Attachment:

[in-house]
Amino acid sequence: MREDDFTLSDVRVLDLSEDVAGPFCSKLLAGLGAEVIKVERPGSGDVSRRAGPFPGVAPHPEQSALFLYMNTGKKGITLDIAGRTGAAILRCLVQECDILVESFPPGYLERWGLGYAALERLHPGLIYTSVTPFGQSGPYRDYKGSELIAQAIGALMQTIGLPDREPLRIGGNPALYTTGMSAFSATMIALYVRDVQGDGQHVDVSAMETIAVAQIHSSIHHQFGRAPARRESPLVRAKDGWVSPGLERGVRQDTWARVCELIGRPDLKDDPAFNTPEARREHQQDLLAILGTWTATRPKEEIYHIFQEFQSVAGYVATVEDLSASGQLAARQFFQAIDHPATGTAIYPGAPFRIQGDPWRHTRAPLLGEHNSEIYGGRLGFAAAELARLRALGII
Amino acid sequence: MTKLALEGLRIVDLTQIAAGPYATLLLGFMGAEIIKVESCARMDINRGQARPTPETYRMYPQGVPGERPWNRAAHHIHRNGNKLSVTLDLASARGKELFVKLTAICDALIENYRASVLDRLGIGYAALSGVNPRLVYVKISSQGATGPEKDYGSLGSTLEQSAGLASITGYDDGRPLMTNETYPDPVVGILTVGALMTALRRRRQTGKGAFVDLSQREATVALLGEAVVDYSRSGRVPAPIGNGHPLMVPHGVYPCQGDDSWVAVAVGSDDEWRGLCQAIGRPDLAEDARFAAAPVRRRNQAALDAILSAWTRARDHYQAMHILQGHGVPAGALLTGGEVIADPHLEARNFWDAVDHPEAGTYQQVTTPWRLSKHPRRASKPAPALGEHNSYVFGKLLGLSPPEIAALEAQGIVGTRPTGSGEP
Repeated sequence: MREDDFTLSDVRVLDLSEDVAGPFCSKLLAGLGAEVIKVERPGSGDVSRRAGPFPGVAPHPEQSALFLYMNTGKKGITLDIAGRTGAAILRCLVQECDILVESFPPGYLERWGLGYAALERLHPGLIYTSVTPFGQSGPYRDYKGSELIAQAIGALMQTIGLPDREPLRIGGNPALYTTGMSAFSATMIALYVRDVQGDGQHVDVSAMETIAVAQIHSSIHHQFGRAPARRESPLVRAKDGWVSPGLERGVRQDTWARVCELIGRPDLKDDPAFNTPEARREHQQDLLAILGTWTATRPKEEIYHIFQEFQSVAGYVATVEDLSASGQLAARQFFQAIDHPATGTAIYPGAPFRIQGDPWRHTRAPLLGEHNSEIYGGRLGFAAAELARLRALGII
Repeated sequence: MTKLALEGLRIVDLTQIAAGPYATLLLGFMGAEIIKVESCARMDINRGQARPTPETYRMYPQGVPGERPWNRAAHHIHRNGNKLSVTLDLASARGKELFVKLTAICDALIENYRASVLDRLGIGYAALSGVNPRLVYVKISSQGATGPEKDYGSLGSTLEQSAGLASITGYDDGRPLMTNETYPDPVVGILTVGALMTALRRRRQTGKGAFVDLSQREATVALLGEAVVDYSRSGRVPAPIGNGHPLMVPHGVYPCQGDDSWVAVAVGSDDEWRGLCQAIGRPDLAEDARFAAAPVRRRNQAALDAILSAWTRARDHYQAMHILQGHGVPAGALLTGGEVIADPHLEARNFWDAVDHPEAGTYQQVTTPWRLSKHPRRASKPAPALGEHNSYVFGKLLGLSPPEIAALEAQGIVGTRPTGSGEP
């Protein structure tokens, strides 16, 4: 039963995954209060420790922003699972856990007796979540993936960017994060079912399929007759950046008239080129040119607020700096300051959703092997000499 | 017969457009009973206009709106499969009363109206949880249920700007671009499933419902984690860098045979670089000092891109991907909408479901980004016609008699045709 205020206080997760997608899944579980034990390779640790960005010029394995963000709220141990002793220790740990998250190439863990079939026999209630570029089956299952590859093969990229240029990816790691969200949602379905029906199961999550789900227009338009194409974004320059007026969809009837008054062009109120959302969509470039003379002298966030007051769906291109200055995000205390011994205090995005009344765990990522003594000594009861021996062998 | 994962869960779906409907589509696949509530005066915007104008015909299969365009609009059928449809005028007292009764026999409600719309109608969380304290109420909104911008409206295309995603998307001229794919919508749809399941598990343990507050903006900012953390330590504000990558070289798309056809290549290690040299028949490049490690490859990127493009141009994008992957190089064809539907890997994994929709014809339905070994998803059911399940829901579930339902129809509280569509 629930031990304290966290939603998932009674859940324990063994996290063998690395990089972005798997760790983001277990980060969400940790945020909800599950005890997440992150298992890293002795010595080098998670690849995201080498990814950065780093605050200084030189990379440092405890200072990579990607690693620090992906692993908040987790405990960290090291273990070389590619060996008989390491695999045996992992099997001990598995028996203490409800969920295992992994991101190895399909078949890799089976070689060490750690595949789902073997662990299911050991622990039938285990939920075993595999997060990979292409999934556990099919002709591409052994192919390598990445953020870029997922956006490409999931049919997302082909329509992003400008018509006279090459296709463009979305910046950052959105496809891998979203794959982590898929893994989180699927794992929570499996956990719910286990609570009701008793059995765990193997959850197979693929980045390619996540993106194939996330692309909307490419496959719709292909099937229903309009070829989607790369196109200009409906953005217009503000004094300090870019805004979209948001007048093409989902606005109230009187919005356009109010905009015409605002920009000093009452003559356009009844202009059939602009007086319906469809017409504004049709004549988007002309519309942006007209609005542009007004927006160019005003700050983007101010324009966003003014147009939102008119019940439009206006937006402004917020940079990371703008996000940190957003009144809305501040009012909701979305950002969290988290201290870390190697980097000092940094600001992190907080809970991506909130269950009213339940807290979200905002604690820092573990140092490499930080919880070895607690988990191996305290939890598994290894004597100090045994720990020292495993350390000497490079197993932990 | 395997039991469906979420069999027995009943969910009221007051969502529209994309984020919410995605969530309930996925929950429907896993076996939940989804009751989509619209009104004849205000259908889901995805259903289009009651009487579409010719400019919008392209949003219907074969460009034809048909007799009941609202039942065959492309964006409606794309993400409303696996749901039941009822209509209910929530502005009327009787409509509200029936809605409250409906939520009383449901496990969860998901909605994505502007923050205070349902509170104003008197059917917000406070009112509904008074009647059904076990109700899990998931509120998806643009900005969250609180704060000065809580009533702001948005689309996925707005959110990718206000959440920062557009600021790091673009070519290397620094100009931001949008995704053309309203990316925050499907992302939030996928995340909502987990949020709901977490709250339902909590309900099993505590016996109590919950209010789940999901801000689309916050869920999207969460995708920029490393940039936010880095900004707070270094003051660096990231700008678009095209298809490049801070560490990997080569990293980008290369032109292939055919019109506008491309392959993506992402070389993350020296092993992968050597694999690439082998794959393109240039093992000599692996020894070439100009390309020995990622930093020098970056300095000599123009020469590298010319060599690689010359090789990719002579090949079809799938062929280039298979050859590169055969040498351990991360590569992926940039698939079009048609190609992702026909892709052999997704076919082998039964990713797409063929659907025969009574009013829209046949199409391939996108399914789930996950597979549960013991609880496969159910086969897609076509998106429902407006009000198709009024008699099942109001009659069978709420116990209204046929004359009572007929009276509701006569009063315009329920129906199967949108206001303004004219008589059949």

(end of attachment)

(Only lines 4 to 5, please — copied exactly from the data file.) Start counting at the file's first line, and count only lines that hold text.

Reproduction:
Repeated sequence: MREDDFTLSDVRVLDLSEDVAGPFCSKLLAGLGAEVIKVERPGSGDVSRRAGPFPGVAPHPEQSALFLYMNTGKKGITLDIAGRTGAAILRCLVQECDILVESFPPGYLERWGLGYAALERLHPGLIYTSVTPFGQSGPYRDYKGSELIAQAIGALMQTIGLPDREPLRIGGNPALYTTGMSAFSATMIALYVRDVQGDGQHVDVSAMETIAVAQIHSSIHHQFGRAPARRESPLVRAKDGWVSPGLERGVRQDTWARVCELIGRPDLKDDPAFNTPEARREHQQDLLAILGTWTATRPKEEIYHIFQEFQSVAGYVATVEDLSASGQLAARQFFQAIDHPATGTAIYPGAPFRIQGDPWRHTRAPLLGEHNSEIYGGRLGFAAAELARLRALGII
Repeated sequence: MTKLALEGLRIVDLTQIAAGPYATLLLGFMGAEIIKVESCARMDINRGQARPTPETYRMYPQGVPGERPWNRAAHHIHRNGNKLSVTLDLASARGKELFVKLTAICDALIENYRASVLDRLGIGYAALSGVNPRLVYVKISSQGATGPEKDYGSLGSTLEQSAGLASITGYDDGRPLMTNETYPDPVVGILTVGALMTALRRRRQTGKGAFVDLSQREATVALLGEAVVDYSRSGRVPAPIGNGHPLMVPHGVYPCQGDDSWVAVAVGSDDEWRGLCQAIGRPDLAEDARFAAAPVRRRNQAALDAILSAWTRARDHYQAMHILQGHGVPAGALLTGGEVIADPHLEARNFWDAVDHPEAGTYQQVTTPWRLSKHPRRASKPAPALGEHNSYVFGKLLGLSPPEIAALEAQGIVGTRPTGSGEP